NYcon 3's categories were a major revision of the Hugo categories with half of them different from the relatively stable set used from Pittcon through Tricon. The major change was that Best Short Fiction was broken into Best Short Story and Best Novelette categories. and the Best Fan Writer and Best Fan Artist categories were created. Note that these innovations have lasted for nearly fifty years, now.
One oddity which did not last was an attempt to make the Hugo Award a professional-only award, and split off the two newly-created fan awards plus Best Fanzine into a separate category, the Pong Award, named after Bob Tucker's pseudonym Hoy Ping Pong. It wasn't that people objected to the association with Tucker, but to the separation of fan and pro and to the name Pong for the award. Fannish objections caused the committee to drop the idea, but not before the nomination ballot went out with the new name. By the time of the final ballot, the name had reverted to Hugo Awards.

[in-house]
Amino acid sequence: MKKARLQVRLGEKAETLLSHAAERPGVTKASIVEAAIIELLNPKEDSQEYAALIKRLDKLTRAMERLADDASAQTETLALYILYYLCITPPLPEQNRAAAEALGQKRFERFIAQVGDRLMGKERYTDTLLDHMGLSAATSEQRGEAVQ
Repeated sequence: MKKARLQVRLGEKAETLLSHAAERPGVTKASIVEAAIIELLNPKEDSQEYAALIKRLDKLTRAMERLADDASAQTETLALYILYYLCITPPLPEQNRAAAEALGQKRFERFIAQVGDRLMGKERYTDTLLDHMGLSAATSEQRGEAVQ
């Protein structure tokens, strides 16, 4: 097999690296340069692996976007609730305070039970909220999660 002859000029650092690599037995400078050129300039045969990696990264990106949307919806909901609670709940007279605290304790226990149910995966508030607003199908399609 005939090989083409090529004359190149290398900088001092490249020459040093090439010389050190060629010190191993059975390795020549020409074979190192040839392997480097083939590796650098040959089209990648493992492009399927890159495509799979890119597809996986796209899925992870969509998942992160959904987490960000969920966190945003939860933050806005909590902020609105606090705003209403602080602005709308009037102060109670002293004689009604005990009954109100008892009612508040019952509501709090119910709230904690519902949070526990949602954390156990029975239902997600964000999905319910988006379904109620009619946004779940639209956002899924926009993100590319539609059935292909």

Nycon 3 did not release standings after first place.
- 1967 Best Novel Hugo: The Moon is a Harsh Mistress by Robert A. Heinlein
- 1967 Best Novelette Hugo: "The Last Castle" by Jack Vance
- 1967 Best Short Story Hugo: "Neutron Star" by Larry Niven
- 1967 Best Dramatic Presentation Hugo: Star Trek - "The Menagerie"
- 1967 Best Professional Magazine Hugo: If ed. by Frederik Pohl
- 1967 Best Professional Artist Hugo: Jack Gaughan
- 1967 Best Fanzine Hugo: Niekas ed. by Ed Meskys and Felice Rolfe
- 1967 Best Fan Writer Hugo: Alexei Panshin
- 1967 Best Fan Artist Hugo: Jack Gaughan
Note: Jack Gaughan winning both Best Fan Artist and Best Professional Artist (legitimately — he did both fan and pro art) caused the Gaughan Amendment to be added to the WSFS Constitution, prohibiting an artists from being nominated in both categories int he same year.